Towards a Minerals Local Plan for Derbyshire and Derby

Towards a Strategy for Cumulative Impacts

Derbyshire County Council and Derby City Council (the mineral and waste planning authorities) are working together to prepare joint minerals and waste local plans. They will be called the Derbyshire and Derby Joint Minerals Local Plan and the Derby and Derbyshire Joint Waste Local Plan and cover the geographical area of Derbyshire, excluding the Peak District National Park. They will cover the period to 2030.

Minerals are essential raw materials, which are used to provide the infrastructure, buildings, energy and goods that our country needs.  They are vital for economic growth and our quality of life.  They are, however, a finite resource and can only be worked where they are found.  It is important therefore, that we make the best use of them to enable their long term conservation.

The Plan area has a wealth of mineral resources.  Mineral extraction and development has, for a long time, been a part of the Derbyshire landscape and an important part of the local economy, making an important contribution to the national, sub-regional and local need for minerals. Whilst mineral working can also provide environmental benefits, residents and local businesses are often concerned about any unwelcome impacts.

A clear, long-term Minerals Local Plan is a way of setting out the future scale and location of mineral working in the Plan area to support economic growth whilst protecting the environment and local communities. It is important that the Minerals Local Plan gets the balance right between the needs of the economy, the environment and local communities. It is vital, therefore, that communities, businesses, organisations and people throughout Derbyshire and Derby are involved in developing the Minerals Local Plan so that, as far as possible, it contains an agreed set of priorities that will deliver sustainable minerals development that is right for the Plan area.

 

The people and businesses of Derbyshire and Derby generate a significant amount of waste and we need to have a network of facilities to manage that waste in the most sustainable way possible. This is vital to maintain our quality of life and to enable our local economy to be competitive and to grow for the benefit of everyone in the area. As a priority we need to reduce the amount of waste we produce but we also need to make sure that we re-use as much as possible and obtain the most benefit we can from our waste rather than disposing of it to landfill.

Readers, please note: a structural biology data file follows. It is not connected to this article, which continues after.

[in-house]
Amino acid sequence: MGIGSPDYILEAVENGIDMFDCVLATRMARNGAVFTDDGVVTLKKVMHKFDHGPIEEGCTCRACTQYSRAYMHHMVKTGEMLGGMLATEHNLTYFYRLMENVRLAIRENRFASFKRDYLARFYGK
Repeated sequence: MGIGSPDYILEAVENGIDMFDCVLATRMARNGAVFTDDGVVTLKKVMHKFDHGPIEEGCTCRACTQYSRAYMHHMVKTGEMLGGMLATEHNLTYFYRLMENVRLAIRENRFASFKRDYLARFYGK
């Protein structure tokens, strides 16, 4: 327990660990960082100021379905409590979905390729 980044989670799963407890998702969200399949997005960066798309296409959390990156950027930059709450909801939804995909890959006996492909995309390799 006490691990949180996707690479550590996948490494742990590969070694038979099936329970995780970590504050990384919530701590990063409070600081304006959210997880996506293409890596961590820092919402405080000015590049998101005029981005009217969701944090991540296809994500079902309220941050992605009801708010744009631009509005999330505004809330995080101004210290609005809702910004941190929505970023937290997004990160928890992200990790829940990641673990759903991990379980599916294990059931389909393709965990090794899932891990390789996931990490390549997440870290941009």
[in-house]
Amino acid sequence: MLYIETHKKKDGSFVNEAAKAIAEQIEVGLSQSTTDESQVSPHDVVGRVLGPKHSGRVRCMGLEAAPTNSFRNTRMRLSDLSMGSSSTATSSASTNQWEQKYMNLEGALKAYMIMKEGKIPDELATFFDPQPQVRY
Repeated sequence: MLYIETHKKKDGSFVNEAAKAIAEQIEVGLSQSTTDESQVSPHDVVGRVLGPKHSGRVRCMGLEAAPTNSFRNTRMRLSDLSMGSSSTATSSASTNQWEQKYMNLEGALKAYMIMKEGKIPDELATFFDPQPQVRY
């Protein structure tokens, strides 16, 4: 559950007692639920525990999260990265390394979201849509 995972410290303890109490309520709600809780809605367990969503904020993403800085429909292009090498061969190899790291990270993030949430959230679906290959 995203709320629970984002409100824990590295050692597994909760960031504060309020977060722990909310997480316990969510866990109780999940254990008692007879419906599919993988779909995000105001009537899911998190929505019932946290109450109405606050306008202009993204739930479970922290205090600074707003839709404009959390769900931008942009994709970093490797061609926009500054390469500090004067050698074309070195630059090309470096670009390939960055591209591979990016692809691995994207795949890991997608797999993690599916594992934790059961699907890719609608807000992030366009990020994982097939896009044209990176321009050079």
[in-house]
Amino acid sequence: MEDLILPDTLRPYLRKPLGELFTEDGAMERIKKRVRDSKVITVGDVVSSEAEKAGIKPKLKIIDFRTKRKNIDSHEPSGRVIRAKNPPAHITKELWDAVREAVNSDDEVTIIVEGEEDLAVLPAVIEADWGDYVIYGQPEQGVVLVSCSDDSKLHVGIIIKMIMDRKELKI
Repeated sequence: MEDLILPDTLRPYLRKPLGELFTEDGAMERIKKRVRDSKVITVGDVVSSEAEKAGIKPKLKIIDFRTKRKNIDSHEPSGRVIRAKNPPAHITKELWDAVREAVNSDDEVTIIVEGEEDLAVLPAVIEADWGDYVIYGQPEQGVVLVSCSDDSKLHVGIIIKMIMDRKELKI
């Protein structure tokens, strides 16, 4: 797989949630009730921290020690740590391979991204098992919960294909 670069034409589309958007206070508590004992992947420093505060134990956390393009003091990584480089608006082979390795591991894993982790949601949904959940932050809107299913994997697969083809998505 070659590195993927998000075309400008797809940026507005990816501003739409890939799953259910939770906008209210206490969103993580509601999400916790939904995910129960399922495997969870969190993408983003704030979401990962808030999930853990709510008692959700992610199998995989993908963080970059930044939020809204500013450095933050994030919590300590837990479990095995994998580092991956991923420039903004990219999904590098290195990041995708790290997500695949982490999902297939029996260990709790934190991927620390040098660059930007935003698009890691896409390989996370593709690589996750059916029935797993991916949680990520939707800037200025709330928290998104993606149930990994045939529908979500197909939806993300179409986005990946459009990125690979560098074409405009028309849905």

A clear, long-term Waste Local Plan is a way of setting out what additional facilities we need and where best to locate them in order to deliver a sustainable waste management system to support economic growth whilst protecting the environment and local communities. It is also vital, therefore, that communities, businesses, organisations and people throughout Derbyshire and Derby are involved in developing the Waste Local Plan so that, as far as possible, it contains an agreed set of priorities that will deliver a sustainable waste management system that is right for the Plan area.

This consultation presents a series of papers, which seek to develop further the emerging Vision and Objectives, Strategies and Policies of the Minerals and Waste Local Plans. We now need your comments, suggestions and input on these papers, which will then be used to feed into the Draft Local Plans.  We will ask for your views on these documents later in the process.

 

This paper focuses on the cumulative impacts of new and extended mineral extraction developments and similar impacts from new and extended waste management facilities. It examines what cumulative impacts are and how they can be measured. It summarises the industrial history of the Plan area and why cumulative impacts are such a significant issue for Derbyshire and Derby. It highlights Government policy on cumulative impacts and reports on the main messages from previous consultation exercises. It presents a number of potential options for the approach of the new Minerals and Waste Local Plans to the use of cumulative impact assessments for new minerals and waste developments.